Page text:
In addition to building out its instructor-base, the money will also go toward adding new features to the app, specifically allowing for more connection between instructors and students, as well as between the students themselves.
"We believe that the connection part is really important. Some teachers might include connecting one-on-one, that’s something that people have asked for, or the ability to ask a teacher a question outside of class, where you can message the teacher directly. Also messaging student to student is something that we’re starting to test and play with," said Sokoler.
Other features might include teacher profiles and student profiles, so they can track how often they are meditating.
"Then it's about continuing to find ways to support you and making this a part of your life. Right now, we use push notifications so if you sign up for a class at 2 pm, you get a push notification five minutes before that says class is starting and another reminder once class starts. Also currently have calendar integration. There’s others ways to help you make this part of your life. Those are some of the features that we’re building out over the next couple of months."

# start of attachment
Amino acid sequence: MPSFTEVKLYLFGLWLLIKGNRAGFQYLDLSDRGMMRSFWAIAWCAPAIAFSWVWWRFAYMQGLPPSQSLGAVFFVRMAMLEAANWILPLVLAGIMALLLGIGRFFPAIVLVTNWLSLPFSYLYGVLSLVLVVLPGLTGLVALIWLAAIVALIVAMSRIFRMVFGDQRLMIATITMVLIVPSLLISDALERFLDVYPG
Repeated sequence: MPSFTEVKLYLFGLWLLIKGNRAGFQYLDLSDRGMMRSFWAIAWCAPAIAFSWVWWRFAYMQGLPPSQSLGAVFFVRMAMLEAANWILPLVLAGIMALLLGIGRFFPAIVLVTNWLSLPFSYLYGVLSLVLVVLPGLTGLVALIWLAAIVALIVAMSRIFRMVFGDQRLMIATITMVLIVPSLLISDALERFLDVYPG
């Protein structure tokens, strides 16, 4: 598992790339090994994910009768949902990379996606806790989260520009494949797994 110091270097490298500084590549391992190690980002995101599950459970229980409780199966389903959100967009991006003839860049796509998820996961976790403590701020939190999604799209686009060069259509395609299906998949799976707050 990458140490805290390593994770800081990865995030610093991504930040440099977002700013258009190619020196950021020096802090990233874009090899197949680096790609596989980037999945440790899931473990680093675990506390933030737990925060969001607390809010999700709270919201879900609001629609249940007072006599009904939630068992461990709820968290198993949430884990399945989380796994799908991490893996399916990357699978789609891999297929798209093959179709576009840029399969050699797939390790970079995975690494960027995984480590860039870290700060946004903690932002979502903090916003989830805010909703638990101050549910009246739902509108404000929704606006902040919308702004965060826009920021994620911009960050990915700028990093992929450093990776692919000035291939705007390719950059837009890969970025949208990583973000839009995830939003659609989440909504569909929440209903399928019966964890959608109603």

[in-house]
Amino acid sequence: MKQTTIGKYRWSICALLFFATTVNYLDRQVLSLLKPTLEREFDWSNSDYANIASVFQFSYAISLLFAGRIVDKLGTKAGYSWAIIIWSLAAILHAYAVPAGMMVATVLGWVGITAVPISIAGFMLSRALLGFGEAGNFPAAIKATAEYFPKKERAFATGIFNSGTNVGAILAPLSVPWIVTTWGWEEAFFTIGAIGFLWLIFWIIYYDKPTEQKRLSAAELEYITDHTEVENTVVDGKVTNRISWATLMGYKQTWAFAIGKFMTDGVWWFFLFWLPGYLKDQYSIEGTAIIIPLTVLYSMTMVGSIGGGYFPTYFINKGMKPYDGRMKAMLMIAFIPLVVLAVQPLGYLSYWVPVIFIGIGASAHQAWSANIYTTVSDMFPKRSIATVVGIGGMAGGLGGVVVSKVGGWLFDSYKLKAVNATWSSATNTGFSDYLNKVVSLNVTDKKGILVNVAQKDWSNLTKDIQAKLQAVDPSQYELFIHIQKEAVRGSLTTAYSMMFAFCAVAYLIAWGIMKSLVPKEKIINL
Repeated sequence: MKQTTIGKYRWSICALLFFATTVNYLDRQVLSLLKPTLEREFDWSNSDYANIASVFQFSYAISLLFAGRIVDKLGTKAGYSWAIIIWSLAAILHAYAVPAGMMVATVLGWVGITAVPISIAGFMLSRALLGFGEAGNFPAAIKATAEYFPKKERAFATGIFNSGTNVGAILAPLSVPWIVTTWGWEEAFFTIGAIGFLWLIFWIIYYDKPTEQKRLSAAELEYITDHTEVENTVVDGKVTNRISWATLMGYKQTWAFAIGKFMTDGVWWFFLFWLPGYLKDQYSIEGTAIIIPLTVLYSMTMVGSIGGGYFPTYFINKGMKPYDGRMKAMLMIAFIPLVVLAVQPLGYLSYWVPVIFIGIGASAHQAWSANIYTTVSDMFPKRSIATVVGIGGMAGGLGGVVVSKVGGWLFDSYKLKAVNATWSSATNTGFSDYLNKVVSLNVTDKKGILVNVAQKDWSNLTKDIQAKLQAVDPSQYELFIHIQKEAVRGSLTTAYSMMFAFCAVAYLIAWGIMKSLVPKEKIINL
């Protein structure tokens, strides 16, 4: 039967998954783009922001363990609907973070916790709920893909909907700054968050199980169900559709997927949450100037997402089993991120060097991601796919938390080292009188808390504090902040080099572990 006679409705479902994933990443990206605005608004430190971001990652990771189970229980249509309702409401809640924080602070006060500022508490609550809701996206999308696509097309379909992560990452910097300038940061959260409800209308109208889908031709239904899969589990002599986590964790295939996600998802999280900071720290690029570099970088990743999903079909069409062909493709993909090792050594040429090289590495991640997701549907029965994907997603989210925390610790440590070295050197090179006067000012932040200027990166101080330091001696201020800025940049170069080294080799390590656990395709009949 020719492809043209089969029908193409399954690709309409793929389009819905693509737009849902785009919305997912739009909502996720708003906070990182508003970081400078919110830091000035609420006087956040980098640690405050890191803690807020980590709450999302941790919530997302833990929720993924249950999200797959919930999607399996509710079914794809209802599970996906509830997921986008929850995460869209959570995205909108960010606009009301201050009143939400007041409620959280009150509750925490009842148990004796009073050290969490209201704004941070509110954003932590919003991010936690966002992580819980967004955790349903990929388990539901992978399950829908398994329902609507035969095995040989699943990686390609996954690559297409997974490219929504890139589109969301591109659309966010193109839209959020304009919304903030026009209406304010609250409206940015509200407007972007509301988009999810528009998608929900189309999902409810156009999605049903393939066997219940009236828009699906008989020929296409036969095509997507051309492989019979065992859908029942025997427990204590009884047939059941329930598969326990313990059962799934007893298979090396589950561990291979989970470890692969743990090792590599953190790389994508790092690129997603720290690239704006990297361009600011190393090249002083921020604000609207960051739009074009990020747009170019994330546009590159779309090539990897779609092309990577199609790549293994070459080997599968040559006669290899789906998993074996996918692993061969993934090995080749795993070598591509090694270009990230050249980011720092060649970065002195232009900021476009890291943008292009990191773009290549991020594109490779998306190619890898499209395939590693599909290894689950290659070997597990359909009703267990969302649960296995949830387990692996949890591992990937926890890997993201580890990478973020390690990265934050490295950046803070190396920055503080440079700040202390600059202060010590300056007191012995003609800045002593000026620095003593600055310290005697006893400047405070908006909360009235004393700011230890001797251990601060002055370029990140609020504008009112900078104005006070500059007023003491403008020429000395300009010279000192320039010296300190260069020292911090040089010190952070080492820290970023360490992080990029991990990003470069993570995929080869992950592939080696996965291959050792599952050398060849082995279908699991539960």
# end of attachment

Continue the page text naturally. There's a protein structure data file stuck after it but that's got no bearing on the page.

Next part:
Looking further down the road, Journey might even open its own centers around the country, basically bringing the Journey LIVE experience and making it more like JM Corporate, where people can meditate together in person.
From mental health to mental well-being
Ultimately, Sokoler's real goal is to change the entire conversation around mental health in America, replacing that term with one that encompasses more people and has less stigma attached to it.